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Mississippi Gov. Tate Reeves on Wednesday signed a bill that would permit the use of medical marijuana but would not require insurers to pay for it.
The signing of S.B. 2095 makes Mississippi the 37th state to permit the use of medical cannabis under certain conditions. The law authorizes its use for “certain patients who have debilitating medical conditions,” including “chronic pain.”
The Mississippi Medical Cannabis Act permits the use of medical marijuana for more than a dozen conditions including cancer. It defines chronic pain as “a pain state in which the cause of the pain cannot be removed or otherwise treated, and which in the generally accepted course of medical practice, no relief or cure of the cause of the pain is possible, or none has been found after reasonable efforts by a practitioner.”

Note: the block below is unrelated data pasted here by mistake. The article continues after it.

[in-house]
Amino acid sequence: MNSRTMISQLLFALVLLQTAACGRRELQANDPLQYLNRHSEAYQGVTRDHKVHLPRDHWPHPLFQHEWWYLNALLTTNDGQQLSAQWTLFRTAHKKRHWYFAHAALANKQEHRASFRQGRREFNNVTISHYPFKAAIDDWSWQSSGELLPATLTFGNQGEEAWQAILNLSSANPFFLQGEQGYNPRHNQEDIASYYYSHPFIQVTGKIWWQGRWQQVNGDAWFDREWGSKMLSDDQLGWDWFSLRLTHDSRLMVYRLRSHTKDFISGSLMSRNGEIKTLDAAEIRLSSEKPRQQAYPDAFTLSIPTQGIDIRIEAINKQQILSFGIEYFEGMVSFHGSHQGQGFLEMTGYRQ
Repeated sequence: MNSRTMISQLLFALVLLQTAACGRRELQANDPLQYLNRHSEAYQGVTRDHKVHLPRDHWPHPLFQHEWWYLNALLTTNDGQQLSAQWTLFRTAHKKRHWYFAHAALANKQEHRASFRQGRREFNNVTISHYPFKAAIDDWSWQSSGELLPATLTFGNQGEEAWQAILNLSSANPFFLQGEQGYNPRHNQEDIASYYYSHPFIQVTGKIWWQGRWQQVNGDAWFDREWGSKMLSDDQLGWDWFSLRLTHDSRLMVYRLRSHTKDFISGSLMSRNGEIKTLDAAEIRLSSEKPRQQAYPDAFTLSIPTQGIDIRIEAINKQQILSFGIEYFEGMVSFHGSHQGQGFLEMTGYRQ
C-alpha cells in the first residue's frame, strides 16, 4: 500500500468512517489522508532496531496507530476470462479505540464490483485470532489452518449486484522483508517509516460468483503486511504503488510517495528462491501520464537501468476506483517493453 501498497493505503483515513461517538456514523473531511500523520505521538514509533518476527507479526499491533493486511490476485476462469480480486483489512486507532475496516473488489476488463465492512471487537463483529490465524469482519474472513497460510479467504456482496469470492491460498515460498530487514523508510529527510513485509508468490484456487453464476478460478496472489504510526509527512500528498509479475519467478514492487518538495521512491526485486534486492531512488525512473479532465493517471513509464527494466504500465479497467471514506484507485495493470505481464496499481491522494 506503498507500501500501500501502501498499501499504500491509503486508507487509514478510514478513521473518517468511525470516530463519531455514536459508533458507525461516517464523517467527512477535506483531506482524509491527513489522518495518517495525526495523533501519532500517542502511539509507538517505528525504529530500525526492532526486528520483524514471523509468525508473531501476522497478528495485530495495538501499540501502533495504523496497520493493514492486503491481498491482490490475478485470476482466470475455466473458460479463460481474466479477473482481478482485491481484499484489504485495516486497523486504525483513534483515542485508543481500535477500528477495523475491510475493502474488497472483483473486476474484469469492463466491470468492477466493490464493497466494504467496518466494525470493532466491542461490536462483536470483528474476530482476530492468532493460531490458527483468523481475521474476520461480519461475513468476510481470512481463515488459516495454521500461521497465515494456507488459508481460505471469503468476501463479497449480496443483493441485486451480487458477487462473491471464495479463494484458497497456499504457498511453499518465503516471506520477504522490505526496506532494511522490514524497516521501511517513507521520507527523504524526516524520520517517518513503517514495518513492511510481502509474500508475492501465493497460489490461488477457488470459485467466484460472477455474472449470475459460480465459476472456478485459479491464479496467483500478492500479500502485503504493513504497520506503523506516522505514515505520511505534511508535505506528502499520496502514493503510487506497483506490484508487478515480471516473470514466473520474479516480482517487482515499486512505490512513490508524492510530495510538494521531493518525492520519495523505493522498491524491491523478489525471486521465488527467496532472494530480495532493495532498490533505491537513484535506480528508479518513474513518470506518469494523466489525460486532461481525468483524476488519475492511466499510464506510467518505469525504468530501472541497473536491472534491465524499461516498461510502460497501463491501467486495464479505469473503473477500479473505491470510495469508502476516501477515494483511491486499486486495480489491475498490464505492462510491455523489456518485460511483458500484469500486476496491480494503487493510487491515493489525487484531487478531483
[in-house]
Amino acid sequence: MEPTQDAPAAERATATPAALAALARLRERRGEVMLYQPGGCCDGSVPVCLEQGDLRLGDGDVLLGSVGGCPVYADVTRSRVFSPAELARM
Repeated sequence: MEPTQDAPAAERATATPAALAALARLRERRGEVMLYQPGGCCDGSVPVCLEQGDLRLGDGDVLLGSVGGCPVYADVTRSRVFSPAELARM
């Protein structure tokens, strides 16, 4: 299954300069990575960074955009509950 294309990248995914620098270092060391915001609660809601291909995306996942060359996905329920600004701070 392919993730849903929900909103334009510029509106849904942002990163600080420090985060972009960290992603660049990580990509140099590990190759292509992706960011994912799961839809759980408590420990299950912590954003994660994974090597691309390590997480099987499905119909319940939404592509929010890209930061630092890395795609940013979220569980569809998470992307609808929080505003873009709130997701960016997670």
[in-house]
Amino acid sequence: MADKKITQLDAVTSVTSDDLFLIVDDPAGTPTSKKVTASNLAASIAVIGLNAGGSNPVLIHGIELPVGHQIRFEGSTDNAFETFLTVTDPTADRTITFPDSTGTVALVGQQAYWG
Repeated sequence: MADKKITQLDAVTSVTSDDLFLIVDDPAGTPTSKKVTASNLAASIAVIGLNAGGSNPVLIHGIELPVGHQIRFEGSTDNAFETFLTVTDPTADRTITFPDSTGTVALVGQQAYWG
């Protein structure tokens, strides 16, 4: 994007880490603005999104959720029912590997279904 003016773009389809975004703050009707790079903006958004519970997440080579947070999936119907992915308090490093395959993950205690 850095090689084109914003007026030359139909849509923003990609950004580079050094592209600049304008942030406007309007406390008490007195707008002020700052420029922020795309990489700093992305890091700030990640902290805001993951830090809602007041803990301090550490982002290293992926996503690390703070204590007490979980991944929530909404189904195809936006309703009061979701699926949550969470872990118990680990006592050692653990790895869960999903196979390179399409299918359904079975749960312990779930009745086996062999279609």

The act also states that “nothing… requires a government medical assistance program or private insurer to reimburse a person for costs associated with the medical use of medical cannabis.”
The 445-page law also details a host of regulations for dispensaries.
Recent litigation and proposed legislation in some eastern states may have opened the door to more widespread use of cannabis to treat injured workers, experts say.